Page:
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Alcohol-impaired driving statistics and prevention


Alcohol-impaired driving statistics and prevention

South Carolina drivers and passengers might be surprised to learn that every 51 minutes someone in the United States dies because of an auto accident involving an impaired driver. Car accidents caused by alcohol-impaired drivers comprise 31 percent of the nation’s traffic-related fatalities. A large number of children are among the victims, some who are riding with an impaired driver. There are, however, some effective measures to prevent injuries and deaths caused by impaired driving.

More than 1.4 million people were caught driving while impaired by alcohol in 2010, but that is only representative of 1 percent of the self-reported instances of alcohol-impaired driving by adults. Of the cases where people died as a result of an alcohol-impaired driver, around 18 percent also involved a driver using drugs in addition to abusing alcohol. People between the ages of 21 and 24 accounted for the largest group responsible for deadly accidents in 2012. Motorcyclists and people with past DWI convictions are also among the most likely to be involved in fatal accidents.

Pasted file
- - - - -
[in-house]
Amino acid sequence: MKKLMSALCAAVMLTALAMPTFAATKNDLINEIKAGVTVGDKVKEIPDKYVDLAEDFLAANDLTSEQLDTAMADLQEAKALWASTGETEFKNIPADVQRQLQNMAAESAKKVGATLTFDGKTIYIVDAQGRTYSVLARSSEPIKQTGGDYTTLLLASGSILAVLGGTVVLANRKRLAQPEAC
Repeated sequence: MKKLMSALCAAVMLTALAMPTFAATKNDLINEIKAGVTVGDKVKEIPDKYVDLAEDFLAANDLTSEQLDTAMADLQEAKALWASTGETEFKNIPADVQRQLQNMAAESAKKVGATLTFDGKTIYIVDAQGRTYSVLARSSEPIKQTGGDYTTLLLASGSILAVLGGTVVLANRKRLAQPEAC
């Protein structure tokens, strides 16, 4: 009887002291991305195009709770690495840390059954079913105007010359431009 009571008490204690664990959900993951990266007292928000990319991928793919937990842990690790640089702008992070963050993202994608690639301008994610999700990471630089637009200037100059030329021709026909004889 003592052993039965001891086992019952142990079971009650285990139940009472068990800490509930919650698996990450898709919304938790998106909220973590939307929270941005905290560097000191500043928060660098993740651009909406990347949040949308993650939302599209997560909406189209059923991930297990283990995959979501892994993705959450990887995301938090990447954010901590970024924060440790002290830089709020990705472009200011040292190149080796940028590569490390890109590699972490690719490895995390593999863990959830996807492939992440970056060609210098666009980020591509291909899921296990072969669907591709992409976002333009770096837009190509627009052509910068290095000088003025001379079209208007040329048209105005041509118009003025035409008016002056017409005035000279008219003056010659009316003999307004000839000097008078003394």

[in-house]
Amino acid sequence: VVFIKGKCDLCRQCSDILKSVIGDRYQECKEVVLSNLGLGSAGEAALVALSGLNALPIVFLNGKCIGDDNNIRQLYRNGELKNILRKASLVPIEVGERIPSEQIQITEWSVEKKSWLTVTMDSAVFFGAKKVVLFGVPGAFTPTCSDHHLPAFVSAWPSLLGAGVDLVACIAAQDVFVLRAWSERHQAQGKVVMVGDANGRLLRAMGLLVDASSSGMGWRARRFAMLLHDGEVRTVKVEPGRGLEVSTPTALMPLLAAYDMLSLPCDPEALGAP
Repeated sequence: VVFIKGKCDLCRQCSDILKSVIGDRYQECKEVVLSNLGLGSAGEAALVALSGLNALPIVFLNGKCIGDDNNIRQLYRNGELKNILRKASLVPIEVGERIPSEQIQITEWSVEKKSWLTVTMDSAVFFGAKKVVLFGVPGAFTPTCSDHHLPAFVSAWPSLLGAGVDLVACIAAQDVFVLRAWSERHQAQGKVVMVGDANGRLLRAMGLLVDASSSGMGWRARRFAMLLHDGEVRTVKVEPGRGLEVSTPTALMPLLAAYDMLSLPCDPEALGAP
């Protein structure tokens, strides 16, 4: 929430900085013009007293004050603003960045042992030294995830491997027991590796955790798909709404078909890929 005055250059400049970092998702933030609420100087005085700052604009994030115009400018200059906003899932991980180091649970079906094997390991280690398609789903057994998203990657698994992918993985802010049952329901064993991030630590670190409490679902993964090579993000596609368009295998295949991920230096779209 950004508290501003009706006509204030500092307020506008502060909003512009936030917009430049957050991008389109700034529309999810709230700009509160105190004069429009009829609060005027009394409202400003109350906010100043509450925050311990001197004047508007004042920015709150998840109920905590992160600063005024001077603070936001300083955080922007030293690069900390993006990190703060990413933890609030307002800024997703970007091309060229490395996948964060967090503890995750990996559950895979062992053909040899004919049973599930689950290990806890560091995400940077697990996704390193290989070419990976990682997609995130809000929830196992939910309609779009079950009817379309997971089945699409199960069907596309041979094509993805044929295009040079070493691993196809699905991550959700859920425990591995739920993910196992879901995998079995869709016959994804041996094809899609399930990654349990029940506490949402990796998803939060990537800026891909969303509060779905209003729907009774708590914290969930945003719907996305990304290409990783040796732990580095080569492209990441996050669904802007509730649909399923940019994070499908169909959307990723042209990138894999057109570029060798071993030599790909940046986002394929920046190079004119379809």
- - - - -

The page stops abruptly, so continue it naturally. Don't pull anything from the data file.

Sobriety checkpoints and ignition interlocks are among some of the ways that alcohol-impaired driving crashes could be prevented. Additionally, when people who drive while intoxicated lose their licenses and when drinking laws are actively enforced, these methods have been shown to prevent fatalities and injuries from alcohol-related accidents. Imposing higher taxes on alcohol, which then makes the cost of alcohol go up, is another prevention strategy. Compulsory evaluations and subsequent treatment for people caught driving while intoxicated is also effective.

Even with increased measures to combat impaired driving, some people will still go out and cause car accidents. Their victims’ lives might be forever changed. A personal injury attorney can attempt to help victims get the compensation they need for medical and other expenses related to an accident.

Source: Centers for Disease Control and Prevention, “Impaired Driving: Get the Facts“, January 05, 2015